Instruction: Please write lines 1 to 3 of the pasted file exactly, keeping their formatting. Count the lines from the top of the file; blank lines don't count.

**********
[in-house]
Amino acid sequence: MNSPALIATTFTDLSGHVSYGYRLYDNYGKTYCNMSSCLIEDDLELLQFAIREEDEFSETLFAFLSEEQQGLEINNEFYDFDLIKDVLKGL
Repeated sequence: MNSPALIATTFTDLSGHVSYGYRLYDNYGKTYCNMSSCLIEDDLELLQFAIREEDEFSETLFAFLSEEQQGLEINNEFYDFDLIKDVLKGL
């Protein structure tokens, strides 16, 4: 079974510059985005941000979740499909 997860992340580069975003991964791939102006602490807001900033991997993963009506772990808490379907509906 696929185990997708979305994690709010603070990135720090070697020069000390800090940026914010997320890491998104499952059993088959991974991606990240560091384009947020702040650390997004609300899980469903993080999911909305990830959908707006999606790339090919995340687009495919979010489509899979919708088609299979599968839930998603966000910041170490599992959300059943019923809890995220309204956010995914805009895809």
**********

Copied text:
[in-house]
Amino acid sequence: MNSPALIATTFTDLSGHVSYGYRLYDNYGKTYCNMSSCLIEDDLELLQFAIREEDEFSETLFAFLSEEQQGLEINNEFYDFDLIKDVLKGL
Repeated sequence: MNSPALIATTFTDLSGHVSYGYRLYDNYGKTYCNMSSCLIEDDLELLQFAIREEDEFSETLFAFLSEEQQGLEINNEFYDFDLIKDVLKGL